An article on using social media has suggested that as a company, you should make it clear how you differ from the competition. So here goes:
When we start a project off we nearly always carry out a measured survey. Many of our competitors develop a scheme from a basic sketch of the building to be altered and then carry out a proper survey once a scheme was been agreed. We’ve considered working this way, but the danger is that if you base your scheme on erroneous information, the scheme may not be as build-able as supposed, thus leading to delays and additional design costs later on. Of course the cost of the survey has to be borne at some point, but with our way of working it’s at the very beginning of a project, and with the other way, it’s later. I can see why some clients prefer to defer this cost, especially if they worry that they’ll never achieve an acceptable scheme, but we can nearly always find a suitable scene for our clients. Our record shows that less that 2% fail to move forward because we could not achieve a suitable scheme, and all but one of these clients has returned to us with another building to look at. I’m pretty sure that one of the reasons for this is because we’re thorough, and that having accurate data at the outset means we can “design tight”, meaning we do not have to shy away from solutions that are highly spatially/structurally sensitive to what is there in respect of the existing building.We’ve certainly found solutions where others have failed, and this perhaps is one reason for this.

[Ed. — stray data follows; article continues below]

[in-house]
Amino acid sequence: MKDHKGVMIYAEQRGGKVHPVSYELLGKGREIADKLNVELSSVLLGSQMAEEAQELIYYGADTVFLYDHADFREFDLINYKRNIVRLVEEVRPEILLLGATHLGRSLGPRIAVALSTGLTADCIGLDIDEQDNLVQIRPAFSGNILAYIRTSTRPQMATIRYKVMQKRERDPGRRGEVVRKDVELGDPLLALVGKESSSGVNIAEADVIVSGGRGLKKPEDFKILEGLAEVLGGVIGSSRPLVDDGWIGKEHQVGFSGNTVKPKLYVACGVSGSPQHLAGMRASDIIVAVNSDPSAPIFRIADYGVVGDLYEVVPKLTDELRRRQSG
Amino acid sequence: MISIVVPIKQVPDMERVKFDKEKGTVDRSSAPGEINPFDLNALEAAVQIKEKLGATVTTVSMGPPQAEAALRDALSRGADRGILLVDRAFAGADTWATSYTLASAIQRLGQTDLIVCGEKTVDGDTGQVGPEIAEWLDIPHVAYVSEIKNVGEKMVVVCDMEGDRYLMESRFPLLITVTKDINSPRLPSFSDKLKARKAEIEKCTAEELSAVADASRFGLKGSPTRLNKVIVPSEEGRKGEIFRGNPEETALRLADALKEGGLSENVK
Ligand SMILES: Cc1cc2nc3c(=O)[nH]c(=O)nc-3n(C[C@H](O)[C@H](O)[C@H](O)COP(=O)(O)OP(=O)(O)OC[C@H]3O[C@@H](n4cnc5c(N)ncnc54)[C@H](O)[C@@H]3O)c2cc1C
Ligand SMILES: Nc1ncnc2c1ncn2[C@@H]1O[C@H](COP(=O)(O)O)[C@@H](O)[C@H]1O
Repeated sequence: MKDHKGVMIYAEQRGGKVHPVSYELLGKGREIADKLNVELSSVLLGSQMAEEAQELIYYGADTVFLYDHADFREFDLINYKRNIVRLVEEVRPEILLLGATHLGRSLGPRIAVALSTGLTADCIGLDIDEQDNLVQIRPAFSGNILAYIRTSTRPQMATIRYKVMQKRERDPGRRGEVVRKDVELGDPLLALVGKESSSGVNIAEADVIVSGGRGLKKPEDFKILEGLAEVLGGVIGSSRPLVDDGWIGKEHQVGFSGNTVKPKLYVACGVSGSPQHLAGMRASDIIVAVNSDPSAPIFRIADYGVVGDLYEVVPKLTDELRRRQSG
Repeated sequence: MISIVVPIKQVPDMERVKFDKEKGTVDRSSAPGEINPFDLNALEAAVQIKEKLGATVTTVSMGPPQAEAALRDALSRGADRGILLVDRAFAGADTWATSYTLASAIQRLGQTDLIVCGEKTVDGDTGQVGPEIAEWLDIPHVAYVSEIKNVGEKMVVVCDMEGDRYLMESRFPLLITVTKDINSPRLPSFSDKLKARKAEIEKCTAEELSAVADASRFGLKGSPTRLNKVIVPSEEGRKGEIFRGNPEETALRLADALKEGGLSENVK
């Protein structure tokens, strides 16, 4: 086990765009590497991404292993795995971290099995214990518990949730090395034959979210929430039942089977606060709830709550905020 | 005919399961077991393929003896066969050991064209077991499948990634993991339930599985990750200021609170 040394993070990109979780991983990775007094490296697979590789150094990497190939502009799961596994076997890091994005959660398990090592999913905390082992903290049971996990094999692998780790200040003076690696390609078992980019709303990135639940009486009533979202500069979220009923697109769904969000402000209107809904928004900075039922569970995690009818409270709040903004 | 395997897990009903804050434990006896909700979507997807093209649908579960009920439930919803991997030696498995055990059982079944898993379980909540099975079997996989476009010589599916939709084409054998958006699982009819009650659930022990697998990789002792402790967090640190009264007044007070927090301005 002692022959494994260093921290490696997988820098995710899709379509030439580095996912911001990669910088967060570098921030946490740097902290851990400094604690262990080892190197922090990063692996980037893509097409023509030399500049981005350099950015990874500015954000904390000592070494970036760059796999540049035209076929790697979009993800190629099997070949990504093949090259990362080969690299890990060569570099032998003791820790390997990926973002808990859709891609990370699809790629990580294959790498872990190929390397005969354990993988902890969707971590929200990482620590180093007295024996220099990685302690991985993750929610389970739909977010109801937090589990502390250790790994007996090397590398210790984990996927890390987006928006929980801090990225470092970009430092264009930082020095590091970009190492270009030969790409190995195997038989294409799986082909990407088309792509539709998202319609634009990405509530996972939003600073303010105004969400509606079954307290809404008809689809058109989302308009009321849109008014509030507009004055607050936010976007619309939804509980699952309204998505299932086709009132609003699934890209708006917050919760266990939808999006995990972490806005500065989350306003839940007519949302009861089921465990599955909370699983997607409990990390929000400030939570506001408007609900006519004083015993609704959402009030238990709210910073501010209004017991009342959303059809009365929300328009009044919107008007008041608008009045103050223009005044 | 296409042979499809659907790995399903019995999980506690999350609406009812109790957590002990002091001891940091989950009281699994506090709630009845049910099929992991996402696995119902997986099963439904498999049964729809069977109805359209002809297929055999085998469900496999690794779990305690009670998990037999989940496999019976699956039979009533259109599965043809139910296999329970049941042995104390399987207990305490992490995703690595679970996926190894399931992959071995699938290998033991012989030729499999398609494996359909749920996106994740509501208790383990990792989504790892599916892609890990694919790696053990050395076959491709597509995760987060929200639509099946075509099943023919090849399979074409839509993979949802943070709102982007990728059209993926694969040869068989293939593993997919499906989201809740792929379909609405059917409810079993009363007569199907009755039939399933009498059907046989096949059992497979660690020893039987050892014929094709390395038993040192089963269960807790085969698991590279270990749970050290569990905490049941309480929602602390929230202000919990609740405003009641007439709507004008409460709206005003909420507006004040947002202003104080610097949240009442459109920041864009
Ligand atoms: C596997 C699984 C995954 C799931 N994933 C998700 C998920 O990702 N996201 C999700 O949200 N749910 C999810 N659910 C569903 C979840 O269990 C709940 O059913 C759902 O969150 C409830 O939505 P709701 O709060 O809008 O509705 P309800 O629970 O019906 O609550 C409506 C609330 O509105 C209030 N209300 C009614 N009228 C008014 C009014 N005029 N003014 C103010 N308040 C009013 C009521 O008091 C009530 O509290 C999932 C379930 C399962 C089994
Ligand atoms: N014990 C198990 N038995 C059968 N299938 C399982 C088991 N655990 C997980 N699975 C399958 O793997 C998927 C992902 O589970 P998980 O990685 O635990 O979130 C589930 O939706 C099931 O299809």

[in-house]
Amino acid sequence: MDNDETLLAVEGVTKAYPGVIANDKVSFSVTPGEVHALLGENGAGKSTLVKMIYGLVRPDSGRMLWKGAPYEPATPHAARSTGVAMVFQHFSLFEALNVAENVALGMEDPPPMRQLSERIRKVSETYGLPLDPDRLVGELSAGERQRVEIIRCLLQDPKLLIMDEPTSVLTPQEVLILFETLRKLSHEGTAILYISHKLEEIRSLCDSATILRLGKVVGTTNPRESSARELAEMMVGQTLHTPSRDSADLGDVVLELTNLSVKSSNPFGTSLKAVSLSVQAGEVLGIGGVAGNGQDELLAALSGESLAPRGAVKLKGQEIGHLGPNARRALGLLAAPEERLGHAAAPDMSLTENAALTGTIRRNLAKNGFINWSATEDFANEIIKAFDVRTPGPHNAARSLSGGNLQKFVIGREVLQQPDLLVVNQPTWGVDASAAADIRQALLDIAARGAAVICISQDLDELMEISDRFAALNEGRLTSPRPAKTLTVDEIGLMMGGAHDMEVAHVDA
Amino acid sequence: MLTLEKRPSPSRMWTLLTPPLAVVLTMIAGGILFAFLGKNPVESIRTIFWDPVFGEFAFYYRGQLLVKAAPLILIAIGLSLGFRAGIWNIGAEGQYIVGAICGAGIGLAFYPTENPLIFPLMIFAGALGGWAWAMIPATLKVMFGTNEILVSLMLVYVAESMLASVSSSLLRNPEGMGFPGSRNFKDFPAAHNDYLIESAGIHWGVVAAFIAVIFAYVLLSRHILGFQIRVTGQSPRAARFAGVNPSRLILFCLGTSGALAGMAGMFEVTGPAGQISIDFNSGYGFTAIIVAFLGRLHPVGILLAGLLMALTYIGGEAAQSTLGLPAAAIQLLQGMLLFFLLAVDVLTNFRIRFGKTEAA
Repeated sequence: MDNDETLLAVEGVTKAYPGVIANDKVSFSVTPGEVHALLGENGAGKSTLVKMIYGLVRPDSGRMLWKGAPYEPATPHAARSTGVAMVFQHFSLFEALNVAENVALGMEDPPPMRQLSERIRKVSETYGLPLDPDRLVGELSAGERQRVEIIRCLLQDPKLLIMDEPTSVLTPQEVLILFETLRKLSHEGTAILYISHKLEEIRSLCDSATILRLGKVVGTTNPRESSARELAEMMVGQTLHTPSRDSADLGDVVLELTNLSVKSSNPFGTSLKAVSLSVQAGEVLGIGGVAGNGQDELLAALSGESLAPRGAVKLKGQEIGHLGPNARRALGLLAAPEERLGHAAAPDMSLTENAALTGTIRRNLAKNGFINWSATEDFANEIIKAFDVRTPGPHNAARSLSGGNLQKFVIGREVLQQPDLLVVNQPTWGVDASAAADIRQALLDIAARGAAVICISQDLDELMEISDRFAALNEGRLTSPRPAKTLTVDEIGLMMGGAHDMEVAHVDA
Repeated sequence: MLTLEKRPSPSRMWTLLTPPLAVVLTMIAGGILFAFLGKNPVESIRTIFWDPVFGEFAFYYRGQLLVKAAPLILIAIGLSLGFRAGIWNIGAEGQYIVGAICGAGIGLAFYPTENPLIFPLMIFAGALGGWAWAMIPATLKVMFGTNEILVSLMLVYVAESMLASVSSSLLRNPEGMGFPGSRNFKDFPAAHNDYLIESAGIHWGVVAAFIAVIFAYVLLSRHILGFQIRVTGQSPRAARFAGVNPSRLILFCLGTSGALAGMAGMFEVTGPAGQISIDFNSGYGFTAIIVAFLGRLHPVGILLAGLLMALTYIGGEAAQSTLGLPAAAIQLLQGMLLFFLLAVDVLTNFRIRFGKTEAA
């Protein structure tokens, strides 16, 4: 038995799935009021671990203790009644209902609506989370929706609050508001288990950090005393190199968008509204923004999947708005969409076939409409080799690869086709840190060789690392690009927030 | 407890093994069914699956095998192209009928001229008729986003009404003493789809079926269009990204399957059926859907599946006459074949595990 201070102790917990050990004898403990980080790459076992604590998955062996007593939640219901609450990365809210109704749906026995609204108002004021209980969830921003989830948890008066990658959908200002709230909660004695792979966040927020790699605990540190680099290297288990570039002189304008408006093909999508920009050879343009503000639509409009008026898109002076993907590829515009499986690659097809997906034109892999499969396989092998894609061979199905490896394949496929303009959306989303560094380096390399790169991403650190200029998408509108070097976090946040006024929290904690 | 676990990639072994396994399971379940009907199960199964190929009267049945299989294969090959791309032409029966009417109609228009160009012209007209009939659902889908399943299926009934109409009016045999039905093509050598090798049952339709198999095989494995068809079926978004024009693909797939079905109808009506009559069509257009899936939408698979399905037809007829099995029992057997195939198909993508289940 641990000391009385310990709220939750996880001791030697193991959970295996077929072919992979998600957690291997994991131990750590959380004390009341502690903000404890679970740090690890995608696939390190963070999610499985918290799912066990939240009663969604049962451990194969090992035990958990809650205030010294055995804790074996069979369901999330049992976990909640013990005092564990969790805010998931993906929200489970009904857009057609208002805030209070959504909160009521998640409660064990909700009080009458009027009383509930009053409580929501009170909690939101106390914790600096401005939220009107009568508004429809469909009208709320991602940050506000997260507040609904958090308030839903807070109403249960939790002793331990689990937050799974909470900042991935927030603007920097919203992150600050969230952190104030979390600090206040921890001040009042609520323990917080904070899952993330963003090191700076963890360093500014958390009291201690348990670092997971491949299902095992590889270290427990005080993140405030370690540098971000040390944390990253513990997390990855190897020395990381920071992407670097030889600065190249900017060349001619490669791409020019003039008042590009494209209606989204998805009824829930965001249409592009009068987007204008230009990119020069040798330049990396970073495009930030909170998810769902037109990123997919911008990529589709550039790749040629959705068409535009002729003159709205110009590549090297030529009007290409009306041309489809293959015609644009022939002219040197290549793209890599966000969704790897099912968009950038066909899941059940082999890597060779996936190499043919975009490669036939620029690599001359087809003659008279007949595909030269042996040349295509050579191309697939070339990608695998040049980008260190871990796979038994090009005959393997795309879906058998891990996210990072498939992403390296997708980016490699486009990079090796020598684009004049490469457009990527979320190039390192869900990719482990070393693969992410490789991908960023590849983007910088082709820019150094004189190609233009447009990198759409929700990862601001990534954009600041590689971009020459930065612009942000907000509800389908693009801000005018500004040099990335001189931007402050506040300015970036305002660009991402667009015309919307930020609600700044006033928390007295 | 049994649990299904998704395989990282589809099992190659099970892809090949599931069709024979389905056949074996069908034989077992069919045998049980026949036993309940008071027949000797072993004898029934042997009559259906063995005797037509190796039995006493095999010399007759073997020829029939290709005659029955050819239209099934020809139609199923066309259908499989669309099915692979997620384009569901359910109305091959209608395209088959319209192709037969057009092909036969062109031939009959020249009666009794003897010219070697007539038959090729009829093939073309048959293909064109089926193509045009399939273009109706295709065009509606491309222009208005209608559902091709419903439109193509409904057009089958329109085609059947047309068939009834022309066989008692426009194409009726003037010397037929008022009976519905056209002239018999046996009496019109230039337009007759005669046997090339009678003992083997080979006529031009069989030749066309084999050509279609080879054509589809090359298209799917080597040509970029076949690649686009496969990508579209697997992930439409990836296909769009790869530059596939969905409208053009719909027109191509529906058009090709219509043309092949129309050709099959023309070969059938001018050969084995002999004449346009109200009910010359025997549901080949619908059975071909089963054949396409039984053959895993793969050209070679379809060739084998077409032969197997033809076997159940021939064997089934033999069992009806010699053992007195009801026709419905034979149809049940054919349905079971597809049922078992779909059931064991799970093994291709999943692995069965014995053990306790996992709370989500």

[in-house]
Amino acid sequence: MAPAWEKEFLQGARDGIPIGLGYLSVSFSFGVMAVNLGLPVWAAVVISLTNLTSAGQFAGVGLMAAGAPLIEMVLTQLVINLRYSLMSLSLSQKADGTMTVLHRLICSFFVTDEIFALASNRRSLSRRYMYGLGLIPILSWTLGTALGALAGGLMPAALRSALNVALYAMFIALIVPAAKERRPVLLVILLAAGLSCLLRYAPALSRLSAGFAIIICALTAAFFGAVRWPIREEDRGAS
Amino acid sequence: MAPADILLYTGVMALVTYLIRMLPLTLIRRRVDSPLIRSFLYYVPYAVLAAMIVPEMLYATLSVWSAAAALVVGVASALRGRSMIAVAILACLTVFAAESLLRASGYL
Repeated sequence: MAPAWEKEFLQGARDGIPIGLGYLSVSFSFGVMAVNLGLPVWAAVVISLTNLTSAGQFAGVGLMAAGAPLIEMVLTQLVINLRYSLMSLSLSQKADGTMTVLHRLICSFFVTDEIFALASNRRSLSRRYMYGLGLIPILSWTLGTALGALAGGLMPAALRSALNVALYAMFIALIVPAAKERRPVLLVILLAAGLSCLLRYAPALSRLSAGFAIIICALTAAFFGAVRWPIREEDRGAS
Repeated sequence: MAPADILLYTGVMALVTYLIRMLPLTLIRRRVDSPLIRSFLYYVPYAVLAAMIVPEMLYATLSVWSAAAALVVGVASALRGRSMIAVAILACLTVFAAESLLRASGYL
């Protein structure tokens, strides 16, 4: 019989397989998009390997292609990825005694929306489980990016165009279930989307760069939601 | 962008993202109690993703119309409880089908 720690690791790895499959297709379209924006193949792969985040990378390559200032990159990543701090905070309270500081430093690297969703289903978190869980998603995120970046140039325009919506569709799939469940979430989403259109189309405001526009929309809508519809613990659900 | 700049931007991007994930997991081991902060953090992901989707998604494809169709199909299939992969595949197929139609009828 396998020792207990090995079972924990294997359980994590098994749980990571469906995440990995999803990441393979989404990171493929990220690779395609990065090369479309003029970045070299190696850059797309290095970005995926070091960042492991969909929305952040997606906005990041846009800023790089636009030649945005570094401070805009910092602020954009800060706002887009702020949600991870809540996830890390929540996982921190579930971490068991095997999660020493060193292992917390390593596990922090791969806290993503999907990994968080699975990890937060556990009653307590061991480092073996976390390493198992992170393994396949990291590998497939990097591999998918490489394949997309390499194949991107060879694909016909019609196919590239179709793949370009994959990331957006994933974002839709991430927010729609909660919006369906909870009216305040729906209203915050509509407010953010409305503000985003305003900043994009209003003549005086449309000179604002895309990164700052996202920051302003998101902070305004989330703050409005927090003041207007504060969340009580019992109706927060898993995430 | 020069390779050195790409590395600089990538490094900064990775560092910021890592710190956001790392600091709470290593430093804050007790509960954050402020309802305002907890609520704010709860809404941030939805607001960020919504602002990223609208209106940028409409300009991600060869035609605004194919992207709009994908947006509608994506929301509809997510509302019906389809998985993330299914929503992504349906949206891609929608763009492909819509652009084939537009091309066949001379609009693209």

The downside of our policy is that we have to charge more for this initial phase of the work, and no doubt this will put some potential clients off. However, if you read the recent report that shows a great dissatisfaction and mistrust of architects to deliver their schemes to the client on time and budget because of a lack of technical rigour, I must stick to my policy of insisting thoroughness from day one.
Of course, we have our way of working and other successful practices have theirs and I do not wish to denigrate other ways of working. I will, however go on to explain where we differ from other architectural practices in future articles.